The more research that is done, the more that loose leaf green tea truly seems like some type of miraculous panacea or elixir. Studies now show that an antioxidant that occurs in this type of tea may help to combat the effects of Alzheimer’s disease. This antioxidant may help to protect the brain and to potentially help ward off inimical effects of Alzheimer’s disease on cognition such as memory.
Alzheimer’s disease is a type of dementia which causes memory loss, confusion, and trouble with cognitive processes such as learning. It is a disease of the brain that destroys brain cells. It interferes with functioning until the sufferer can no longer work or perform even simple daily tasks. It progressively worsens over time, slowly deteriorating the brain. It can be heartbreaking to watch loved ones suffering from this disease. There is no known, proven prevention or cure for dementia.
Green tea contains epigallocatechin gallate
A polyphenol called epigallocatechin gallate or EGCG has been shown in studies to help impede with the formation of certain proteins in the brain that are associated with nerve damage and memory loss. This may mean that they can reduce the effects of Alzheimer’s disease on memory and nerves. EGCG is an incredible catechin which has also been linked to fighting off cancer cells and reducing the risk of developing cardiovascular diseases. More research is needed to study the effects EGCG has on dementia. Some studies have shown that it fights off harmful proteins associated with Alzheimer’s disease. The absorption rate of this catechin in the human body is unknown, however.
Antioxidants in green tea
Loose leaf green tea contains antioxidants which may help to prevent certain enzymes associated with memory loss and other effects of Alzheimer’s disease, from forming. Certain compounds in green tea act as enzyme inhibitors for harmful enzymes that cause some of the effects of dementia. In this way, green tea works to protect the brain from this types of diseases and side effects.
Green tea is not enough
Though green tea helps to reduce memory loss, and inhibits certain enzymes that cause dementia, it is not enough to cure Alzheimer’s disease. It may prevent it, but further studies are needed to prove this. It is important to find out exactly what EGCG can do, and how much of it can be absorbed into the body at a time. More research is merited, but studies have yet to find a cure for dementia. It’s important to discuss treatment plans with your doctor.
It’s important to maintain a healthy diet and daily exercise. These are simple ways to improve your overall health and to fight off health risks. Drinking green tea won’t cure you of all ills and miraculously make healthful changes in your life, but it certainly can help you along the way. And though it may not be the cure for Alzheimer’s, drinking green tea can’t hurt you, even in large quantities. It’s worth drinking on a regular basis as it has many other benefits to your health and quality of life.
The beneficial qualities that tea brings to both mind and body have long been recognized by the vast majority of people around the world. However it’s always the green leaf variety that takes the plaudits with other varieties playing second fiddle at best, and often times ignored. We are constantly bombarded through the media and treated to information overload to the extraordinary attributes of the green tea variety. It is certainly then no surprise that it is to green tea that one’s thoughts first turn while looking for a healthy drink to refresh. Whilst it is certainly true that green tea does come packed with an incredible health-giving pedigree, the black tea variety, or ‘crimson’ as it is known in Chinese and languages influenced by Chinese, should most certainly not be ignored.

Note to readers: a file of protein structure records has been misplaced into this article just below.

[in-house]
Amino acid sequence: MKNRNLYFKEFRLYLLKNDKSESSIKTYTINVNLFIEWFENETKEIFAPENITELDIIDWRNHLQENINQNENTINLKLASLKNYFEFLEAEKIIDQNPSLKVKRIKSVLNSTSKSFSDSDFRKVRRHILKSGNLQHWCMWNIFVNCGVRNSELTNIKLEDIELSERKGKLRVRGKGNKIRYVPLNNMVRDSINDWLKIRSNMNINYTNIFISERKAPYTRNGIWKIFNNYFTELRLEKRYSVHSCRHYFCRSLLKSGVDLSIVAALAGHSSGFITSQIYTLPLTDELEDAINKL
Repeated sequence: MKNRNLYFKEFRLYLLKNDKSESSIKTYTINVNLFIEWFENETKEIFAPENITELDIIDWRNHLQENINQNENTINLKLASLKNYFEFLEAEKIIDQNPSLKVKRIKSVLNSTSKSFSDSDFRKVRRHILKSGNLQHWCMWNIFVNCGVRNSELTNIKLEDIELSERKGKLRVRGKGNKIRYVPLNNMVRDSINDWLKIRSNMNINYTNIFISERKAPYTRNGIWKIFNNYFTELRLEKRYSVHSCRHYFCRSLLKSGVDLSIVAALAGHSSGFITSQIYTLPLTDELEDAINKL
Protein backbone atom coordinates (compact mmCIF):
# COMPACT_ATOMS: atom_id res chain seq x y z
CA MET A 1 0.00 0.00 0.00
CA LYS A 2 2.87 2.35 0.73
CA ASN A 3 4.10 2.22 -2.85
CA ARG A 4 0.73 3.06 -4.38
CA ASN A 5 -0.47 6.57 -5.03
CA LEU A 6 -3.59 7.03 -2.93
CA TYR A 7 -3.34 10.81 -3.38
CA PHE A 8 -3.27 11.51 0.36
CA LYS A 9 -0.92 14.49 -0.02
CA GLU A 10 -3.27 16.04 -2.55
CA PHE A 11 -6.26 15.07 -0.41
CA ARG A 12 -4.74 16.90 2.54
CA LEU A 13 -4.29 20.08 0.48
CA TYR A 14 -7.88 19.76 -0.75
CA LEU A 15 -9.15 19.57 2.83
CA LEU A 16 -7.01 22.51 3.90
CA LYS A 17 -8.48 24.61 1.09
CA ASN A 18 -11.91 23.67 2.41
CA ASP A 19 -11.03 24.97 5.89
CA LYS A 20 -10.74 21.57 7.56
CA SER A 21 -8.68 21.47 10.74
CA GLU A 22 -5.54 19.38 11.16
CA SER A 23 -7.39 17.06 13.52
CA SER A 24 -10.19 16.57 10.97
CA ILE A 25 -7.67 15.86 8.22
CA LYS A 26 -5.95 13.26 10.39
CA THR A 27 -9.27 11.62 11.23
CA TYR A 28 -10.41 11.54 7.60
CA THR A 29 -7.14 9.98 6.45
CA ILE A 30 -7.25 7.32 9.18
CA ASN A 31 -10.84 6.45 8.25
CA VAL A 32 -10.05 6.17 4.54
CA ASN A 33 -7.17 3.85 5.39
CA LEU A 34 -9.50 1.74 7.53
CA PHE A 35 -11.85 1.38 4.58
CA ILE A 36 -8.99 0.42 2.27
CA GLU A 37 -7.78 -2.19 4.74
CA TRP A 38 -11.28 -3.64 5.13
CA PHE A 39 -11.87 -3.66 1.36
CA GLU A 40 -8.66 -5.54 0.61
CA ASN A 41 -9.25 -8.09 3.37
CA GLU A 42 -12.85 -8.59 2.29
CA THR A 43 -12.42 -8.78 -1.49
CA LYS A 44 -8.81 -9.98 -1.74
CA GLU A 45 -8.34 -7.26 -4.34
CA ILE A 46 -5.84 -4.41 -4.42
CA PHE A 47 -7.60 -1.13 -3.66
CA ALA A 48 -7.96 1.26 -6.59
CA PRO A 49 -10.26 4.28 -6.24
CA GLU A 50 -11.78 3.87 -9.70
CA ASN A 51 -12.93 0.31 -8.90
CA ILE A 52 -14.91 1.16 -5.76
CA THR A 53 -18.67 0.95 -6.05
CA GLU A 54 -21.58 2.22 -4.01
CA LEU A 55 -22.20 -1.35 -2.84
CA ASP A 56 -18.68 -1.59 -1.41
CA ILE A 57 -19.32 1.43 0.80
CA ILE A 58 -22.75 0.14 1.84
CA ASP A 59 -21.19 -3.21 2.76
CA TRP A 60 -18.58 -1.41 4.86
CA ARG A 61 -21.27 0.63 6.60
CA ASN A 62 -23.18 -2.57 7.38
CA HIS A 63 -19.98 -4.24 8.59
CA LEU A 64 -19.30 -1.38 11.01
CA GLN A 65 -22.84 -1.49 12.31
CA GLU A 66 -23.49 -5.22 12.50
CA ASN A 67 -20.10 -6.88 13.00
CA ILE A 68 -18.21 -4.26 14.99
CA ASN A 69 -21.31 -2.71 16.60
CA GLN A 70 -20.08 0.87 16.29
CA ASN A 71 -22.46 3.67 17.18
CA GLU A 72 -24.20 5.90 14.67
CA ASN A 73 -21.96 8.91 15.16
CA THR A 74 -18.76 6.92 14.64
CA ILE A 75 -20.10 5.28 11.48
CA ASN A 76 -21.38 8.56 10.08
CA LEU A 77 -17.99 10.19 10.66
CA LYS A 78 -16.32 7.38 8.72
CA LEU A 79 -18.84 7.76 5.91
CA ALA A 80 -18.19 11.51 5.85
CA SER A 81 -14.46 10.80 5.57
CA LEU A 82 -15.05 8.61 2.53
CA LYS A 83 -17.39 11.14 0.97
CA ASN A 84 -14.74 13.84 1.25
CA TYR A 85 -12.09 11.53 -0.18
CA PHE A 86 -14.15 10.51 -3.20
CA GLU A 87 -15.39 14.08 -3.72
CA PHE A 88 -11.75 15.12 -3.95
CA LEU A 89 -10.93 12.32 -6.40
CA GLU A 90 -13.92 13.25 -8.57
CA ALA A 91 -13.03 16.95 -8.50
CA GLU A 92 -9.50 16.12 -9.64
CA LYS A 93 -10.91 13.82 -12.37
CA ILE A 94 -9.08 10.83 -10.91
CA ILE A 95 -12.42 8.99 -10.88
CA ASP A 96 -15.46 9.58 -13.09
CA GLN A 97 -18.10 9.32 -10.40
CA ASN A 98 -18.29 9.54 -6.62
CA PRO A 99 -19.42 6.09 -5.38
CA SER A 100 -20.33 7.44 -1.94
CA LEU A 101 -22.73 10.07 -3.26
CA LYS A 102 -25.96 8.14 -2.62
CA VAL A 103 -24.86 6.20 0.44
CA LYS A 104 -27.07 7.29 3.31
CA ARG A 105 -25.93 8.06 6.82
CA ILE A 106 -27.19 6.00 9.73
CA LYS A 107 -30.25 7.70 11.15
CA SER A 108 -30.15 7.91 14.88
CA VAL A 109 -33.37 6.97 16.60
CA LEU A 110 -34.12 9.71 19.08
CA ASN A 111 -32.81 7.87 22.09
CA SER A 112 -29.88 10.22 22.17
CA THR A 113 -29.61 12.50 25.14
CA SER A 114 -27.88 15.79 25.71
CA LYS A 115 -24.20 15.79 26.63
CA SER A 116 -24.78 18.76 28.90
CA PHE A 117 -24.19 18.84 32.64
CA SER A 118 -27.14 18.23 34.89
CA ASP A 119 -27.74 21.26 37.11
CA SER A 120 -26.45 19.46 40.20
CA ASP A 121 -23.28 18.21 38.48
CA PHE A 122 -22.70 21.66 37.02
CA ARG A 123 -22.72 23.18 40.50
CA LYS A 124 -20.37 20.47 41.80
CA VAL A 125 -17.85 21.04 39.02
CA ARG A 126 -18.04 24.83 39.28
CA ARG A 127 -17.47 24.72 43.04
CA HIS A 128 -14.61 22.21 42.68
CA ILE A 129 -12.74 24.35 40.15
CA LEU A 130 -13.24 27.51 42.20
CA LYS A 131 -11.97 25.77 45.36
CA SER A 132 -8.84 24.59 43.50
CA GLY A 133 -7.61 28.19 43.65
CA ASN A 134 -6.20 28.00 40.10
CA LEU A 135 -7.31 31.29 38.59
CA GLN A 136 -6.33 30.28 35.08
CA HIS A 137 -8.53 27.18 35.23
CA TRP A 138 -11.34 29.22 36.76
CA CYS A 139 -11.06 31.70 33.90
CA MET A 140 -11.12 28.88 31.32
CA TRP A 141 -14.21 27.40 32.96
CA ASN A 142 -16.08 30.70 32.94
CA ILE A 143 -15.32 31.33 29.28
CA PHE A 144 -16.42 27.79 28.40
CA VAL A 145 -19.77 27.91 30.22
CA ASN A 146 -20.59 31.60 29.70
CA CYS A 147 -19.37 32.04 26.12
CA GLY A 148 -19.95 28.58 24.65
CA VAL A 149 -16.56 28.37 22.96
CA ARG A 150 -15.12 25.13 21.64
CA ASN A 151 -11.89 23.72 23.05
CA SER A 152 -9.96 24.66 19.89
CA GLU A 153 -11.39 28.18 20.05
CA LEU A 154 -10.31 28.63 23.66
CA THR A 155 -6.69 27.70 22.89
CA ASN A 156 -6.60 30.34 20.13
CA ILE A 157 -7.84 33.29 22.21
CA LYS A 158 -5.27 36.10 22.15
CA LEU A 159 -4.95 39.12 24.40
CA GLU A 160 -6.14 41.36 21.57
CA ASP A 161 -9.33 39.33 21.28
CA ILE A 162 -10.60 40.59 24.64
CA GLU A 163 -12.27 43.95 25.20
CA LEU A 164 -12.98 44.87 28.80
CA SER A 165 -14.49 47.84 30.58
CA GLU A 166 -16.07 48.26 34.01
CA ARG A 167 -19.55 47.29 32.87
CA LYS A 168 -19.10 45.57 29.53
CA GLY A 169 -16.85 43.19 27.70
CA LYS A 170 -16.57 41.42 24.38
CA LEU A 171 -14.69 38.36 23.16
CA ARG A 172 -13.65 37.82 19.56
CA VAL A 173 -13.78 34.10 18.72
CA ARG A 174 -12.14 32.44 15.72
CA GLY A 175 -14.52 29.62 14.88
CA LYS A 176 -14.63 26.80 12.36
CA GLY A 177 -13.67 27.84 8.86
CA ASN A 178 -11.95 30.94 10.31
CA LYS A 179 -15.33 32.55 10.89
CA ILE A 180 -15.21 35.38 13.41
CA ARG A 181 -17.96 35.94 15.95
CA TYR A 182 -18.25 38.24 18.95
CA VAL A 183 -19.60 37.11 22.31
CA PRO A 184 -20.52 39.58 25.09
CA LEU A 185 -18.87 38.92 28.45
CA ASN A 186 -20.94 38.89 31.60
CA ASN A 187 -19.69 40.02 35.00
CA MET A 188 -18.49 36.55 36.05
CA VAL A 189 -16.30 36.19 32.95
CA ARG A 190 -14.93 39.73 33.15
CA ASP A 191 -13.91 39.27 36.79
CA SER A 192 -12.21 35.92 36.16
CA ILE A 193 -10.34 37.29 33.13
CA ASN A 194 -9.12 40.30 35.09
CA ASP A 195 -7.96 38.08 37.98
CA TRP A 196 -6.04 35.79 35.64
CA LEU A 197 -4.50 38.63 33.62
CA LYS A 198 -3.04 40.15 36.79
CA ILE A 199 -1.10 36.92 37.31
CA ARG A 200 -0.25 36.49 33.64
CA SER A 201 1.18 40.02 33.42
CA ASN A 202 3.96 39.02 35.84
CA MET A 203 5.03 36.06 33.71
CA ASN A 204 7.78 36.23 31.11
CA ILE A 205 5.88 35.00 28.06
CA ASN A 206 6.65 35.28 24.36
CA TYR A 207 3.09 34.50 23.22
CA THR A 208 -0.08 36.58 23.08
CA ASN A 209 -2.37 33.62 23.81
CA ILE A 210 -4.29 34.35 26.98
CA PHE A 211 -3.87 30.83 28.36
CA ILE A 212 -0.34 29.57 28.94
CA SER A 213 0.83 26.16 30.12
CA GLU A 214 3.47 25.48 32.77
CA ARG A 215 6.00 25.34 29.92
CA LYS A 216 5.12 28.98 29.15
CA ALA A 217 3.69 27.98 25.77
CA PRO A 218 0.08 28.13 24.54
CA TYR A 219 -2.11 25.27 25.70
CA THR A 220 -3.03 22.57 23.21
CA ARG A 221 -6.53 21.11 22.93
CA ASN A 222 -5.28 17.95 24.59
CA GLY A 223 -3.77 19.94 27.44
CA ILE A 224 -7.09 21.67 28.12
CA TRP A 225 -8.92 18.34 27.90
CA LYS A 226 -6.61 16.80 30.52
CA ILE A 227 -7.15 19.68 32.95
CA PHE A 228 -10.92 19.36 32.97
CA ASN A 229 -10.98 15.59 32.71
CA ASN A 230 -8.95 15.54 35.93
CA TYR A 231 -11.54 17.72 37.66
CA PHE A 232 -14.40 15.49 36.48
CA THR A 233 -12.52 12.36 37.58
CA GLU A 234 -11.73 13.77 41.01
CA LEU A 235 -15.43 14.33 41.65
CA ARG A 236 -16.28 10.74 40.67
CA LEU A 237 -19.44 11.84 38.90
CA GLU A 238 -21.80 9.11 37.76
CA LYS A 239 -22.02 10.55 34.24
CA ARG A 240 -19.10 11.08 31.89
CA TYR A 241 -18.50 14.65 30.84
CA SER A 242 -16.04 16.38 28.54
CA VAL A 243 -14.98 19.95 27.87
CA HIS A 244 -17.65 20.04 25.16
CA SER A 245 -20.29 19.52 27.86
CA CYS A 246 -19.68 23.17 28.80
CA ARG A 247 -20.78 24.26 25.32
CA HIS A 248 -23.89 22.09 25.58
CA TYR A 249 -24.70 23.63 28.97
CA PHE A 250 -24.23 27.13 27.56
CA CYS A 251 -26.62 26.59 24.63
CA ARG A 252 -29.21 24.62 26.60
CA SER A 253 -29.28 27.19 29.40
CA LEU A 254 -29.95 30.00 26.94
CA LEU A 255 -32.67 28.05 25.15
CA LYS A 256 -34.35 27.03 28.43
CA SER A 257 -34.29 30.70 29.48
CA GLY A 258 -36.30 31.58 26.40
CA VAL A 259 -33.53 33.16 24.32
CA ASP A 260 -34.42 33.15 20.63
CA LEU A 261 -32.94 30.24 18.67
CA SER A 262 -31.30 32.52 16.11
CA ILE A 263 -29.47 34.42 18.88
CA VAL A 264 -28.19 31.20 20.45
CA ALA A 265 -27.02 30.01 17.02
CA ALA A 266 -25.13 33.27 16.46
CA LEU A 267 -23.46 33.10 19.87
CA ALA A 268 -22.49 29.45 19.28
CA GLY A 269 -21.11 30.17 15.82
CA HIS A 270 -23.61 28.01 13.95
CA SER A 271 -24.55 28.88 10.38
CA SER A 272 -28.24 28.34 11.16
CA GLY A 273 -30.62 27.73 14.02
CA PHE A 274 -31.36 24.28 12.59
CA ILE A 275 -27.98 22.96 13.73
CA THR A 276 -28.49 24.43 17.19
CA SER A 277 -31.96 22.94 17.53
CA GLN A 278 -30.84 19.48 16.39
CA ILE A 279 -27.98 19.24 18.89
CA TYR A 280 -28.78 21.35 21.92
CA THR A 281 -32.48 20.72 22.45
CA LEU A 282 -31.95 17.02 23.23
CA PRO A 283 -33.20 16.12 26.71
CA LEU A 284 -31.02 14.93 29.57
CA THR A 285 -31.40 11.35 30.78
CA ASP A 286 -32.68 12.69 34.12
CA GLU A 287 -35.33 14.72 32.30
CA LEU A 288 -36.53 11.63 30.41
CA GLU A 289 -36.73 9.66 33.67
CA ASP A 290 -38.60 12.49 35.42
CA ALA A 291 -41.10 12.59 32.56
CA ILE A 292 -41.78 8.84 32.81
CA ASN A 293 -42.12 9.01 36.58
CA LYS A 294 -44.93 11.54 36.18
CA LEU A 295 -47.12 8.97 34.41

What's the Difference?
Black tea has as much to offer as the green leaf variety to those that choose to give it a try. A fact of which many people are not aware is that both black and green tea comes from the same plant, Camellia sinensis. The larger leaves from the Assamese plant are used for the black variety, with the smaller leaves from the Chinese plants being used for green and also white tea too. Whilst much has been said of the health giving qualities of green tea, those benefits can be said to be present in black tea also as they are essentially derived from the same source. This is despite its more intense processing and consequently lower levels of antioxidant. There also tends to be more caffeine in black tea and hence black tea can be considered more stimulating.
It is often of a better flavor too as green tea tends to lose its flavor after a year or so, whilst black leaf tea can retain the flavor for many years more. It is due to this attribute of black tea that it has long been used a commodity for trading, and black tea bricks were even used as a form of currency in the 19th century in countries such as Mongolia, Tibet and Siberia. TF-2 is a compound present in black tea. It is an antioxidant and as such is very helpful to the human body in the fight against cancer, diseases of the heart and other inflammatory ailments.
Black Tea Research
Studies carried out in Europe spanning a decade have shown that drinking in excess of 2 cups of black leaf tea a day can cut in half the incidence of heart problems in males. The best method by far with which to imbibe tea is in its loose form, and in the authors opinion the bagged variety should be kept firmly on the shelf. It’s not just a great flavor from which you will benefit with black tea but also the extraordinary health-giving benefits that it will bring to your body. And there are of course many brands from which to choose with varied tastes and flavors. All without exception compete admirably with their green leaf counterparts in health properties and arguably make a more enjoyable and flavorsome drink.